I adore almost all genres of film. I will bore anyone that will listen about film noir, westerns, gangster flicks, French new wave, indie movies, sci-fi, superhero films, and Star Wars (yes, I’m placing the galaxy far, far away in a category all of its own). One genre that I never could quite warm to was horror movies. I suspect this was because of poor choices in initial viewing; that plus the fact that I am a world-renowned scaredy-cat. I go faint and squeamish at the sight of all that blood. I go weak at the knees at the sound of a drill warming up. With trusted online companions such as Michael and Kalie though, I gradually realised that I was missing out on the nuances of the genre with my blanket ban. I decided that I was going to go on a journey this summer through the thrills and spills of the horror section.
That journey got off to an excellent start. Having been given recommendations of a few titles from Kalie, I selected It Follows. The film hooked me instantaneously. The cinematography in the film sold me from the off. I was hit with high-end production values with the most beautiful rendering of rustic American suburbia. As the film progressed I loved all the little details depicted within the film. The strange swimming pool in the back yard of the main character Jay’s house. The old style telephones, the pink clam shell e-reader, the 1980s televisions. There was, in fact, something of an ’80s theme throughout the film. The characters aren’t wearing modern clothes, everything is vintage Americana; denim and plaid and Converse shoes. The soundtrack too provided a textured synth backdrop that had an eeriness to it at times, but which exuded an electronic warmth to the film.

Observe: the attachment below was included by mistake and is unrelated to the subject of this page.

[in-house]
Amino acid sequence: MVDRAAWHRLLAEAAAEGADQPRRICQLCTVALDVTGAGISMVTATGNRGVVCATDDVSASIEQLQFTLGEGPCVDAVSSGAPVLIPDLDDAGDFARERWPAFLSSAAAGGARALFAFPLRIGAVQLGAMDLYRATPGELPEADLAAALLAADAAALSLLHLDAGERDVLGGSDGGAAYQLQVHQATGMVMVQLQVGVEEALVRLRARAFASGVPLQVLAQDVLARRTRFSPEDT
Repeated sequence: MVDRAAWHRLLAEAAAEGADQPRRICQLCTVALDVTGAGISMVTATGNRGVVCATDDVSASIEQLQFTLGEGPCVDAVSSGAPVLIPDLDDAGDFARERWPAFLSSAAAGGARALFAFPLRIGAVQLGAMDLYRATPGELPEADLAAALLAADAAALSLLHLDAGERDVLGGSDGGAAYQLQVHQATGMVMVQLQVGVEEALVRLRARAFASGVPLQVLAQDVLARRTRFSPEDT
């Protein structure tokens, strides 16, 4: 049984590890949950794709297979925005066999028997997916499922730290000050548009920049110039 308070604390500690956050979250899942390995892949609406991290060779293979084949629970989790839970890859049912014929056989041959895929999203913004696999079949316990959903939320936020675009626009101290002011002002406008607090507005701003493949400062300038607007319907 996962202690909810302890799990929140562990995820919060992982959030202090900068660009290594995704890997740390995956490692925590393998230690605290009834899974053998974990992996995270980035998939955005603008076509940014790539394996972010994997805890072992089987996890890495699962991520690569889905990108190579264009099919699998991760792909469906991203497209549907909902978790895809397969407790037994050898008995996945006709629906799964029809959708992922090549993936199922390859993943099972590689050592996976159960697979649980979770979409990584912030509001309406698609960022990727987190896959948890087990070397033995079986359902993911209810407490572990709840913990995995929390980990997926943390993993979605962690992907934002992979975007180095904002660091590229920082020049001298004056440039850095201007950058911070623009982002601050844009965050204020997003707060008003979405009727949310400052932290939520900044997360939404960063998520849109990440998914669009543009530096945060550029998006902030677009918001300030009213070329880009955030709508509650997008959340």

The premise of the film took me aback. In the film the premise is one based around a sexually transmitted death sentence. This comes in the shape of the post-hoc appearance of a mysterious follower who, taking on multiple appearances, strange or familiar, slowly follows the victim until they meet their terminus. I’ll call this the curse of the follower for sake of brevity. That curse can be circumvented if one is able to transmit it on again in time through sleeping with someone else. Once the follower succeeds in killing the current incumbent of the curse however it will then revert to the last person to have fallen pray to its pursuit.
The most dominant sense one gains from the film is that of dread anticipation. All those infected with the curse have a tangible dread, either the initial fear they have as the current recipient of the curse, or a more general fear that if the follower successfully tracks down its current prey, that it will work its way backwards through the chain and begin to hunt them again.
Maybe it says something more about me than the film, but for me this dread anticipation, and the film’s means of transmitting the curse are symbolic of adulthood, and how it starts to encroach upon you as you reach the age of the characters in the film. As the Bible says, “When I was a child, I spake as a child, I understood as a child, I thought as a child: but when I became a man, I put away childish things.”